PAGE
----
In Memoriam 1942 – 2013 “Roger Ebert loved movies.”

RogerEbert.com

Ad Astra

This is rare, nuanced storytelling, anchored by one of Brad Pitt’s career-best performances and remarkable technical elements on every level. It’s a special film.

Where's My Roy Cohn?

"Homosexuals have AIDS. I have liver cancer." That corrosive line from Tony Kushner's acclaimed play "Angels in America" is delivered by the character of Roy Cohn,…

Other reviews
Review Archives

Ballad of Narayama

"The Ballad of Narayama" is a Japanese film of great beauty and elegant artifice, telling a story of startling cruelty. What a space it opens…

Other reviews
Great Movie Archives
Other articles
Blog Archives

Sundance 2019: The Souvenir

A drama teacher once told me that great theatre was often about the most important day of your character’s life. While this is often true, it doesn’t have to be the case. Plenty of filmmakers have been eschewing the concept that every scene has to be plot-driven or even that every plot point has to be foreshadowed and cinematically underlined. They demand more from their audience than your typical Hollywood fare, asking them to engage with the characters more than having a story laid out for them in simple, predictable beats. All of this preamble is to say that Joanna Hogg's “The Souvenir” is not your typical Sundance movie. It’s challenging, but arguably more rewarding in the end than anything I saw in Park City this year.

Advertisement

Tilda Swinton’s daughter Honor Swinton-Byrne stars as Julie, a young film school student learning some of the tough lessons of the creative form while struggling to make ends meet in ‘80s London. Julie is trying to find her voice, and she seems inspired by the arrival into her life of a charismatic man named Anthony (Tom Burke). At first, Julie and Anthony don’t seem to have much in common. He often lords intellectual superiority over her, and seems almost condescending, but she’s drawn to him and inspired by him. And then we learn that he’s not as perfect as he first seems. Swinton herself also stars as, of course, Julie’s mother.

“The Souvenir” features extended, often-improvised scenes of mundane, daily life. Characters go for a walk, make a meal, bounce ideas off each other. It can be narratively challenging, but it grounds the film in such a realistic way that when Hogg does turn up the volume on the film’s plot, it contains incredible emotional resonance. She’s also a very formally striking director, shooting on film and rarely moving her camera. She’ll leave it in a corner of the apartment or looking through the bedroom door and allow characters to come in and out of frame, as if we’re simply spying on a private moment.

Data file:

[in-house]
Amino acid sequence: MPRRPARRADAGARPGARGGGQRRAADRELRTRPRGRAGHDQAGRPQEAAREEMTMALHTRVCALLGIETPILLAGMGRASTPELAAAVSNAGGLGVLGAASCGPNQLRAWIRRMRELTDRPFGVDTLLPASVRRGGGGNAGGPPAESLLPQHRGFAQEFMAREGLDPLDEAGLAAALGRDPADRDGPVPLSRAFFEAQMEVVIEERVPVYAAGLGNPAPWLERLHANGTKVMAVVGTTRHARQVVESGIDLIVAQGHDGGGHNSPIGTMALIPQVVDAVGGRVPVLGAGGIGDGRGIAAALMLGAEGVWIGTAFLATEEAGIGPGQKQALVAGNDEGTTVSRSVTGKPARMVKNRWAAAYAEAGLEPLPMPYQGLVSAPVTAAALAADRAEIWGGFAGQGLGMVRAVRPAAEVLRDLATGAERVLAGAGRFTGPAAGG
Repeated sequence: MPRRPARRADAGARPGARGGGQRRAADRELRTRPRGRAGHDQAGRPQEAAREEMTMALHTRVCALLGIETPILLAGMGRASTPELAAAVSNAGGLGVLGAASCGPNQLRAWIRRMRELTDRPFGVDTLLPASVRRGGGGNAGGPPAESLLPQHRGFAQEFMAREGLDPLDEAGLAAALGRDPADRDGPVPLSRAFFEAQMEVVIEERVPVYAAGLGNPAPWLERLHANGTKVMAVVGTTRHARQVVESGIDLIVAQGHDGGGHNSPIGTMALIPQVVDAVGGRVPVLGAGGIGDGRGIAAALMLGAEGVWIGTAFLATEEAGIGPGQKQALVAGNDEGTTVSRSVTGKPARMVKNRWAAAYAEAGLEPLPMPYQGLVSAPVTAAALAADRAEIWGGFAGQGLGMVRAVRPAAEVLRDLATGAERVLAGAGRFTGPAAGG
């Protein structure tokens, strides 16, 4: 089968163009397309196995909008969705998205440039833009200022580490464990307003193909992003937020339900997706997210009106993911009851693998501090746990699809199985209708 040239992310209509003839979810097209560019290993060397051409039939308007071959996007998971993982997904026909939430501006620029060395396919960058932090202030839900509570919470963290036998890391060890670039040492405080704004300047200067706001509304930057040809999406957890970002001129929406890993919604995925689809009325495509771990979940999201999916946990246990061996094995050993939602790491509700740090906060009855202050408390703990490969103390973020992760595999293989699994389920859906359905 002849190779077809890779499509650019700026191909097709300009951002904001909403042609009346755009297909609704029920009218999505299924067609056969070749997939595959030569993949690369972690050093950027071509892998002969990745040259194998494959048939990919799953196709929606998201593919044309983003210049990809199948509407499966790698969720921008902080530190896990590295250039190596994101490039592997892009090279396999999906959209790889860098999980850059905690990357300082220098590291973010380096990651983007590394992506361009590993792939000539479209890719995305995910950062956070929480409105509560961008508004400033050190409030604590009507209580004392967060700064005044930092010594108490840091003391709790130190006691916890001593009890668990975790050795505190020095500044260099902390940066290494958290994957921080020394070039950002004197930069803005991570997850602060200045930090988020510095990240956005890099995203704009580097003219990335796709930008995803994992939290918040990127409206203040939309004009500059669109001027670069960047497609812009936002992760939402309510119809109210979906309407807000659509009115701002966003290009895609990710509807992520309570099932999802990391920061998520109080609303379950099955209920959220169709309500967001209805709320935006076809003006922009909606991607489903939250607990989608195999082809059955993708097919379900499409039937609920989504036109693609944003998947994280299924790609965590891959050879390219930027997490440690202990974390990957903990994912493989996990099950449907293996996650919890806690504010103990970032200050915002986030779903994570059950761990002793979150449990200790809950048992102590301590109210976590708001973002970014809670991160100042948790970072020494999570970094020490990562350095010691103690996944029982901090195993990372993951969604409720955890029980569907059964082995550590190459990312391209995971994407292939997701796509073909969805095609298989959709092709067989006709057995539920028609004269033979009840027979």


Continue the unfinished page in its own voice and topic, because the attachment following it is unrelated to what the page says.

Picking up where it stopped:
To be blunt, Swinton-Byrne gives one of the best debut performances I’ve ever seen, completely grounding Julie in something that feels 100% genuine. We forget we’re watching an actress, especially when one considers how personal this film is for the filmmaker. The result is a piece of work that plays out almost like a shared memory, one that is both incredibly specific to these people but also universal for all of us who have experienced love, loss, growth, and finding our creative voices. And then Hogg completely sticks the landing, producing a pair of final shots that I will never forget. Be patient with “The Souvenir” and you won’t either. 

Advertisement

Popular Blog Posts

Netflix’s The I-Land is Almost So Bad That You Should Watch It

A review of Netflix's The I-Land, the worst show in the streaming service's history.

Who do you read? Good Roger, or Bad Roger?

This message came to me from a reader named Peter Svensland. He and a fr...

Ken Burns' Country Music Series is Thought-Provoking, Joyful

The latest series from revered documentarian Ken Burns premieres on Sunday, September 15 on PBS.

TIFF 2019: Motherless Brooklyn, Anne at 13,000 Feet, The Moneychanger

On three films from TIFF, including the latest from Ed Norton.

Reveal Comments
comments powered by Disqus